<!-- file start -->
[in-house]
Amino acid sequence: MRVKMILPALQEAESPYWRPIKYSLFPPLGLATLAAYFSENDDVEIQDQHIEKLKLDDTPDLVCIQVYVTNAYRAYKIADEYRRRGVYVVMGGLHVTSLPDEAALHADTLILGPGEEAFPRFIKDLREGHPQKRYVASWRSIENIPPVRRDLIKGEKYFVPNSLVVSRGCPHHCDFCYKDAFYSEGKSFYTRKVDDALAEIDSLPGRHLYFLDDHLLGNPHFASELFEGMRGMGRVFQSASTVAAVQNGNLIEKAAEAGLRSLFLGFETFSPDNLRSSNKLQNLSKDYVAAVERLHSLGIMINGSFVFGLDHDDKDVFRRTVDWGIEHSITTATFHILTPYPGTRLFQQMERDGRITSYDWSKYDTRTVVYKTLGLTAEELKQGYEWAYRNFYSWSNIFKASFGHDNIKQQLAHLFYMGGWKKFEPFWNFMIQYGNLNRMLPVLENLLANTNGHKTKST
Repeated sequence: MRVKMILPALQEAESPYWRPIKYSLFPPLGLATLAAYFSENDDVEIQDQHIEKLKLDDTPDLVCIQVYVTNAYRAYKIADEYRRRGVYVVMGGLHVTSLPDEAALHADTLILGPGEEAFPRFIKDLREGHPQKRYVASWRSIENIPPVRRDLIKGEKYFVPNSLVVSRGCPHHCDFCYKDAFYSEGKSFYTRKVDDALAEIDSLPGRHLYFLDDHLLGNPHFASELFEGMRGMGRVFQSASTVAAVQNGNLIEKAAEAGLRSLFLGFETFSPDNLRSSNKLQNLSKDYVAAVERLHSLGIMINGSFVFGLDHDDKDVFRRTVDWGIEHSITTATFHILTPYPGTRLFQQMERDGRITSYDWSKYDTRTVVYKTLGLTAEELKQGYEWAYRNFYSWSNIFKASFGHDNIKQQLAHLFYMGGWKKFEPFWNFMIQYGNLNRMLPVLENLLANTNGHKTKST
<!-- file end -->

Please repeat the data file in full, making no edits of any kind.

[in-house]
Amino acid sequence: MRVKMILPALQEAESPYWRPIKYSLFPPLGLATLAAYFSENDDVEIQDQHIEKLKLDDTPDLVCIQVYVTNAYRAYKIADEYRRRGVYVVMGGLHVTSLPDEAALHADTLILGPGEEAFPRFIKDLREGHPQKRYVASWRSIENIPPVRRDLIKGEKYFVPNSLVVSRGCPHHCDFCYKDAFYSEGKSFYTRKVDDALAEIDSLPGRHLYFLDDHLLGNPHFASELFEGMRGMGRVFQSASTVAAVQNGNLIEKAAEAGLRSLFLGFETFSPDNLRSSNKLQNLSKDYVAAVERLHSLGIMINGSFVFGLDHDDKDVFRRTVDWGIEHSITTATFHILTPYPGTRLFQQMERDGRITSYDWSKYDTRTVVYKTLGLTAEELKQGYEWAYRNFYSWSNIFKASFGHDNIKQQLAHLFYMGGWKKFEPFWNFMIQYGNLNRMLPVLENLLANTNGHKTKST
Repeated sequence: MRVKMILPALQEAESPYWRPIKYSLFPPLGLATLAAYFSENDDVEIQDQHIEKLKLDDTPDLVCIQVYVTNAYRAYKIADEYRRRGVYVVMGGLHVTSLPDEAALHADTLILGPGEEAFPRFIKDLREGHPQKRYVASWRSIENIPPVRRDLIKGEKYFVPNSLVVSRGCPHHCDFCYKDAFYSEGKSFYTRKVDDALAEIDSLPGRHLYFLDDHLLGNPHFASELFEGMRGMGRVFQSASTVAAVQNGNLIEKAAEAGLRSLFLGFETFSPDNLRSSNKLQNLSKDYVAAVERLHSLGIMINGSFVFGLDHDDKDVFRRTVDWGIEHSITTATFHILTPYPGTRLFQQMERDGRITSYDWSKYDTRTVVYKTLGLTAEELKQGYEWAYRNFYSWSNIFKASFGHDNIKQQLAHLFYMGGWKKFEPFWNFMIQYGNLNRMLPVLENLLANTNGHKTKST